News from Second NIH Clinic for Pediatric & Wildtype GIST
The National Institutes of Health hosted the Second Pediatric and wildtype Gist Clinic on January 22-23, 2009. Su Young Kim, MD of the NIH Pediatric Oncology unit deserves accolades for his outstanding work with planning and coordinating the event.
The first Pediatric GIST clinic held last June was established to gather data pertaining to Pediatric GIST in an effort to facilitate research and the development of innovative new treatments. It brought together world renowned GIST specialists with children and young adult pediatric GIST patients for the first time. Here is a photo of many of the experts, plus patient group representatives.
Changes in Second Clinic
The second Clinic in January incorporated the participation of adults with wild type gist. This expansion was made because older wildtype GIST patients resemble Pediatric GIST patients, with both groups lacking mutations in either the KIT or PDGFRA genes. This time the Clinic included twelve patients, five of whom were pediatric. The patient participants and their families travelled from all over the USA as well as Canada. The patients underwent a thorough history and physical examination. Information was obtained from each person so that it may be added to the database, including clinical history, response to prior treatments, histopathologic results, radiographic assessments and genetic/molecular analyses.
Three-dimensional videography was performed in order to collect information about the spatial relationships of their facial compositions in the hope of pointing researchers toward previously unidentified gene specific phenotype commonalities. The services of pain management specialists, dieticians, dermatologists and psychosocial experts were also made available. The GIST specialists collaborated in a round-table forum to discuss each patient’s case, followed by an opportunity for the patient and family members to ask questions to the panel of physicians.
Finally, the consortium of experts met to discuss some of the findings in general terms, and to define ongoing goals. Phyllis Gay (Pediatric Coordinator, GIST Support International) and Becky Bensenhaver (Science Committee Member, GIST Support International) were able to attend this organizational and planning meeting as representatives of the GSI Listserv Group.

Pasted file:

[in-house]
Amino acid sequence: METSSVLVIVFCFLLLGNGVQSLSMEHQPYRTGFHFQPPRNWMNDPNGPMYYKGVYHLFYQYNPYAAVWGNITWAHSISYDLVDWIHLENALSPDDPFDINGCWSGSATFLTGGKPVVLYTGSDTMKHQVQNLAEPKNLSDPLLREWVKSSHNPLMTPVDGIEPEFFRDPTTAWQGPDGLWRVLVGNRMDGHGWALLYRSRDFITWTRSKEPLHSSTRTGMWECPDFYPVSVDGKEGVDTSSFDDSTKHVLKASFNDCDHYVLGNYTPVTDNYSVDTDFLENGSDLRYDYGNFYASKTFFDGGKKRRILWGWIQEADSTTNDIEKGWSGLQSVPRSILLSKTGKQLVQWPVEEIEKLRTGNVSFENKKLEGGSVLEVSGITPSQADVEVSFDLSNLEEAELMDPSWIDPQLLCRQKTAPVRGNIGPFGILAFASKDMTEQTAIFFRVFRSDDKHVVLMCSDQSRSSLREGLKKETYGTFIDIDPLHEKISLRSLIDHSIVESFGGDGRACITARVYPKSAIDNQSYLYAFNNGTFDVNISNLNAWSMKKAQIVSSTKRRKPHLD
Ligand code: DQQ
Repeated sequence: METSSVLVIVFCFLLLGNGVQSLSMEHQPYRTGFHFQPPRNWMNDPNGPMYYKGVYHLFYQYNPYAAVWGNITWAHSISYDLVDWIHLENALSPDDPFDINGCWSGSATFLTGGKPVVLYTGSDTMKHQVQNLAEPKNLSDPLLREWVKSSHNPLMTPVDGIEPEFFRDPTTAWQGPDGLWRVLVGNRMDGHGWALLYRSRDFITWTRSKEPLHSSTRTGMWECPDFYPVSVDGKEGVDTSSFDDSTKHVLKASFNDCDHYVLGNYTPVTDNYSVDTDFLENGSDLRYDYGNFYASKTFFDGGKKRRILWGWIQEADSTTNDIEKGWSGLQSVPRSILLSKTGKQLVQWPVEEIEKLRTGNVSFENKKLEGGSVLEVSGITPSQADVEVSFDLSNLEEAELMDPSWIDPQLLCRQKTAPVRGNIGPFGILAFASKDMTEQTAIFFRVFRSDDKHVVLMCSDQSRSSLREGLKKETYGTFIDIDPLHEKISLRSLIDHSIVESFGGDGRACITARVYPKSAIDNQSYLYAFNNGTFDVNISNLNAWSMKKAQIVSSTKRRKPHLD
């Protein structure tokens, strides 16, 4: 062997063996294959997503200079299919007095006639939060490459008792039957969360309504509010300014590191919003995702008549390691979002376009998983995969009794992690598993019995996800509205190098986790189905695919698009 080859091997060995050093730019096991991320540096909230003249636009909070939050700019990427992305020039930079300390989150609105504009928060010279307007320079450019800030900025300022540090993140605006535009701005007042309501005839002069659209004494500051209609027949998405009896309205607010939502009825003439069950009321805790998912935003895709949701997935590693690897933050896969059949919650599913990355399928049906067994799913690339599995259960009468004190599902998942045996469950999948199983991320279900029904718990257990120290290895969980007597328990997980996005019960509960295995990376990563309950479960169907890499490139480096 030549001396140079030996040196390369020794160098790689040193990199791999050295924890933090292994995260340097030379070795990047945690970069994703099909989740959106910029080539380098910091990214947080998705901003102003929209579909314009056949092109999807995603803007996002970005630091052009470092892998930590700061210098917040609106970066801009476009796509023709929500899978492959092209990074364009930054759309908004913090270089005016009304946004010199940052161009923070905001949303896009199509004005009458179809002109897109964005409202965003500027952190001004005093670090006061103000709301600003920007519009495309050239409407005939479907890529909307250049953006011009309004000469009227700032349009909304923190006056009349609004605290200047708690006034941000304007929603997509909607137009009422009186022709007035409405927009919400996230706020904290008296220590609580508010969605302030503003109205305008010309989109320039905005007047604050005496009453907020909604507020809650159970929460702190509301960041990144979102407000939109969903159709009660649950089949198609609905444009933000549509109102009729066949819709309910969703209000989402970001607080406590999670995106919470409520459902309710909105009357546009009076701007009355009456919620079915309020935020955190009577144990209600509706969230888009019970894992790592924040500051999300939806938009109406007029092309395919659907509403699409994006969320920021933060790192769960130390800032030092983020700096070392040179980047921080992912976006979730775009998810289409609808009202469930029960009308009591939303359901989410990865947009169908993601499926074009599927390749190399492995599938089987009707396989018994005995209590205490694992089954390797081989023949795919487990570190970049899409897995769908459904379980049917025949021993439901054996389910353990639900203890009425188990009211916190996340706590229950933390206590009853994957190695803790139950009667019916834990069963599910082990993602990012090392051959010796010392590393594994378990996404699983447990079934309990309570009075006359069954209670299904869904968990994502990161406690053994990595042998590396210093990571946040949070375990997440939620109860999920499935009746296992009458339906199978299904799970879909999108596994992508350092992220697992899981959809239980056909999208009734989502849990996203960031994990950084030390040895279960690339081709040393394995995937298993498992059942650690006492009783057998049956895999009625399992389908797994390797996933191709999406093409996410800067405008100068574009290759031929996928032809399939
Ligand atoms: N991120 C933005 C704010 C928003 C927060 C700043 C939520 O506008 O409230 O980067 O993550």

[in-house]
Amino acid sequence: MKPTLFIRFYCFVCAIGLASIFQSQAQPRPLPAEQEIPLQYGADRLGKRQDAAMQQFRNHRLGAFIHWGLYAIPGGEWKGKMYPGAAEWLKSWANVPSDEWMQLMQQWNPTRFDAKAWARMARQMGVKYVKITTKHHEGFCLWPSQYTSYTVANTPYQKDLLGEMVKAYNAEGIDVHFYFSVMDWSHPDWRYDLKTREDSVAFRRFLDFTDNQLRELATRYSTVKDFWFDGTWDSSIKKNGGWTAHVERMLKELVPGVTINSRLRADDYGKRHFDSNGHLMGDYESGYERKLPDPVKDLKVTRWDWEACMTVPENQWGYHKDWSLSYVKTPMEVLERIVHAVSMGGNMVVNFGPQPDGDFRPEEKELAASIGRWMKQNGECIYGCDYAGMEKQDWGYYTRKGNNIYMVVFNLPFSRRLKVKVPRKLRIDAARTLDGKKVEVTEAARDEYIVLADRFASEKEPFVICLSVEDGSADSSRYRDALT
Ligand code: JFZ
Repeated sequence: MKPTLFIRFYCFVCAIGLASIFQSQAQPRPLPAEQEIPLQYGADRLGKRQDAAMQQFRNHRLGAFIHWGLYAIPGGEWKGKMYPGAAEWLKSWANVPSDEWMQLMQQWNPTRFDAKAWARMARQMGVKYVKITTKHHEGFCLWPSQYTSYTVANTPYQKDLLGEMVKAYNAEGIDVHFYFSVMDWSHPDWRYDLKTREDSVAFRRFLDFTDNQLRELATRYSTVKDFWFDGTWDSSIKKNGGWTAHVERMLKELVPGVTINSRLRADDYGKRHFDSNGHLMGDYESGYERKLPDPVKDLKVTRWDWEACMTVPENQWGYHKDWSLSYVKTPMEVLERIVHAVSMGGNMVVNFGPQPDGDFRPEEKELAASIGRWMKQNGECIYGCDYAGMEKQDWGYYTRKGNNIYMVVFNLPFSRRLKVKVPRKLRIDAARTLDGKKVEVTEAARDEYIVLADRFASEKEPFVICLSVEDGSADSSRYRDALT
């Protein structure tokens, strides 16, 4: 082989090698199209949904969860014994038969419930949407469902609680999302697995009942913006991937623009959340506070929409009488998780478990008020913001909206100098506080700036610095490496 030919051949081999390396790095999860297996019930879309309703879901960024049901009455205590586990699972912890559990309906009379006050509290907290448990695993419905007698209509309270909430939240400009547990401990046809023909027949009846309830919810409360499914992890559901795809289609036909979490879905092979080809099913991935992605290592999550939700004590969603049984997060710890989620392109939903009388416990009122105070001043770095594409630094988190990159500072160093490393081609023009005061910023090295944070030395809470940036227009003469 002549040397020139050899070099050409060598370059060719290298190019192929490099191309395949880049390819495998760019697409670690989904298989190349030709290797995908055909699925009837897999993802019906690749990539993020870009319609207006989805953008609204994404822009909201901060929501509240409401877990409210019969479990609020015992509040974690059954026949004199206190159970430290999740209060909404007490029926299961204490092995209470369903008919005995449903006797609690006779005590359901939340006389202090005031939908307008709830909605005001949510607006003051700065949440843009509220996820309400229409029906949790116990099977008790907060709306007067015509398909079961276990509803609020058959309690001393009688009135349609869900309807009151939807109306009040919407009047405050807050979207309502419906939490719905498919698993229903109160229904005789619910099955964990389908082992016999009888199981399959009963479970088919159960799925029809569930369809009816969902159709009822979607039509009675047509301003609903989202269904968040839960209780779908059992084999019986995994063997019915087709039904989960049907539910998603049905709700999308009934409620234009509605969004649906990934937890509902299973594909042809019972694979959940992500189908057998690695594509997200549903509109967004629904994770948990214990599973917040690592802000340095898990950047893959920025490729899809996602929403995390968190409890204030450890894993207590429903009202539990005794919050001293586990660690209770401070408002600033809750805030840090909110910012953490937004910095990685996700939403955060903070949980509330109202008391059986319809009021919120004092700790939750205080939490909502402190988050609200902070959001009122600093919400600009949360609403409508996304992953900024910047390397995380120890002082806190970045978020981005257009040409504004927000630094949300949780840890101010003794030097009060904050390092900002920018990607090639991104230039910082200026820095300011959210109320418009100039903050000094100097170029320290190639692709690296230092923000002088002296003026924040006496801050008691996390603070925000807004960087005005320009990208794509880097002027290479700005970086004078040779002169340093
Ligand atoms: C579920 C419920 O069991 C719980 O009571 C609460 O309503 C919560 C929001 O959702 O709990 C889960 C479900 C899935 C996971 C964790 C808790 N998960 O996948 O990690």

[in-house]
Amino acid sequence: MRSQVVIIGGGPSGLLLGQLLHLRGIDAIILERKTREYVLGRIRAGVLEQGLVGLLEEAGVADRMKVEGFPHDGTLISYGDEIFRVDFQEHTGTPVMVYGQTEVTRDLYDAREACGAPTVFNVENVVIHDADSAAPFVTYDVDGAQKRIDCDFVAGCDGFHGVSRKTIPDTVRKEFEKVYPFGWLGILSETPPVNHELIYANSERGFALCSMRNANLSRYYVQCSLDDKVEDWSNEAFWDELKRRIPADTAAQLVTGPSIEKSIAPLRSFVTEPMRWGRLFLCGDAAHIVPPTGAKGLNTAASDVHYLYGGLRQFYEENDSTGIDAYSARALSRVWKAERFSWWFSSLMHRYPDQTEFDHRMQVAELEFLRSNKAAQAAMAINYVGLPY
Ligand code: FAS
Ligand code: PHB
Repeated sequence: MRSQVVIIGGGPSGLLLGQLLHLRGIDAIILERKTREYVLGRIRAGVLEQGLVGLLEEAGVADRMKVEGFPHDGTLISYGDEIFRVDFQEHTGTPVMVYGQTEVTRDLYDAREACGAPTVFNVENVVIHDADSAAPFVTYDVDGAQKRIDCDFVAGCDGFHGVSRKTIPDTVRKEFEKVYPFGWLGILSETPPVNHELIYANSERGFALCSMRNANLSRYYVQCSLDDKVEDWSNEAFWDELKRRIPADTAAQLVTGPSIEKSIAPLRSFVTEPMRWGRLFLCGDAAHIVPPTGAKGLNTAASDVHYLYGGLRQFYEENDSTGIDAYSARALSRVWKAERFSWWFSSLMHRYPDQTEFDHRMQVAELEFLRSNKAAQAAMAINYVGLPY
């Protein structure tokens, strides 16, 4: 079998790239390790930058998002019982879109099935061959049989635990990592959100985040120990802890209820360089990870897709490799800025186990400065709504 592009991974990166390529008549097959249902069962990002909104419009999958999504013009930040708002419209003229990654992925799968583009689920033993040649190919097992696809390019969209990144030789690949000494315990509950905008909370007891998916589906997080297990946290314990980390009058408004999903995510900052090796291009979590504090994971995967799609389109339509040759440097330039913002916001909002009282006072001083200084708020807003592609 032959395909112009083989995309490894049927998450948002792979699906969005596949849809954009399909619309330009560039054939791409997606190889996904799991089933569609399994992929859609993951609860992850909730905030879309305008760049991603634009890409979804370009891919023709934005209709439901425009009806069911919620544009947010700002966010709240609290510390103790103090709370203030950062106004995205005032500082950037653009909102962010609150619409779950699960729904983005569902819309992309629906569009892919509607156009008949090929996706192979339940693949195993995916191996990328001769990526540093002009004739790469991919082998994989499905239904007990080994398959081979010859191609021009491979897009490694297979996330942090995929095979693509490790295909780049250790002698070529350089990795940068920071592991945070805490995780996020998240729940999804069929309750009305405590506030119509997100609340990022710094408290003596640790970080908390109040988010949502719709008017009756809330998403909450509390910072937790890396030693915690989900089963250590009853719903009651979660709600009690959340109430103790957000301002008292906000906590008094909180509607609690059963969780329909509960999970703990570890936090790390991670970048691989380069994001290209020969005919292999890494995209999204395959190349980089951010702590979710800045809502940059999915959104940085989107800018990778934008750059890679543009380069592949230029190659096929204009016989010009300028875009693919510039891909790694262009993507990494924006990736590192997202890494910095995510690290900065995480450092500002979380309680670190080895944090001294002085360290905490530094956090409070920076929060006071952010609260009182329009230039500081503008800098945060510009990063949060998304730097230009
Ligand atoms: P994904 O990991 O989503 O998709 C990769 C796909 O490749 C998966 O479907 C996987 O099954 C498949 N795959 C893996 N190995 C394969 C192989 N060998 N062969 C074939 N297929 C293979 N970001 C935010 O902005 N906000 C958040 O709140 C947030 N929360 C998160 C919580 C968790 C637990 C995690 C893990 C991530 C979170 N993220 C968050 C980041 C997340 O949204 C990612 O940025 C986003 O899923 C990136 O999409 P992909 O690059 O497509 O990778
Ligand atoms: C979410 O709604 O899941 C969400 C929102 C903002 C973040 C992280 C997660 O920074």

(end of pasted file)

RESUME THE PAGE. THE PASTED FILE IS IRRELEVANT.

A major goal of the Pediatric and wildtype Clinic is to identify the molecular mechanisms that underlie Pediatric and wildtype GIST. Some patients with Pediatric GIST also have paragangliomas, both of which may or may not be passed on to their children (Carney-Stratakis Syndrome). Examination of the DNA of Carney-Stratakis patients has shown mutations in genes that code for subunits of the succinate dehydrogenase (SDH) gene. Participants in the Clinic were offered the option of having a genetic test to determine if they have a mutation in the SDH gene in order to develop the knowledge base in this area.
Trial Planning Underway for IGF-1R Inhibitor
Another area of interest pertains to the recent discovery that IGF-1R is overexpressed in wildtype and Pediatric GISTs. It is suspected that abnormal regulation of IGF-1R may be driving the growth of these GISTs which lack c-KIT and PDGFRA activating mutations. The NIH is one of many sites that will launch a national clinical trial utilizing an IGF-1R monoclonal antibody as a therapeutic regimen in the treatment of Pediatric and wildtype GIST. During the Welcome Session at the Children’s Inn, Dr. Katherine Janeway, MD, Children’s Hospital Boston, Dana-Farber Cancer Institute, presented a summary of the upcoming Phase II trial. The anticipated launch date is expected to be within the next 6 months. It will consist of two arms, a Pediatric group (those under 18 years of age when diagnosed) and an Adult group. Participants would receive an IV monoclonal antibody at a frequency of once every three weeks. Therapeutic effects would be monitored with CT, MRI or PET scans after start. Administration of the antibody would continue until progression or interference from side effects of the drug. Criteria for admission into the trial include, but are not limited to, having advanced unresectable GIST (unremoved GIST tumors present) and no prior IGF-1R therapy. Adult wildtype trial participants must have previously used imatinib. A video link to Dr. Janeway’s presentation will soon be available through the NIH website. News of its release will be posted on the GIST Support International list. The photo below shows Dr. Janeway about to begin her talk.
Following the presentation by Dr. Janeway, patients and family members were able to socialize and have dinner together at the Children’s Inn. It was a pleasure for everyone to meet and support each other.
Future Clinics Need Patient Participation
The NIH Pediatric and wildtype GIST clinic encourages everyone with pediatric or wildtype GIST to contact the NIH and register for subsequent clinics. The next clinic is scheduled for June 17-19, 2009. You may visit their website at http://www.pediatricgist.cancer.gov/. Dr. Kim, Pediatric GIST Clinic Coordinator may be reached at email@example.com. By attending these clinics, patients will help advance basic science and clinical research for GIST. Your information and medical history will add to a valuable database that acts as a foundation for continued advances in Pediatric GIST.
Becky Bensenhaver, PT
Science Committee member, GIST Support International
Becky Bensenhaver and Phyllis Gay, representatives from GIST Support International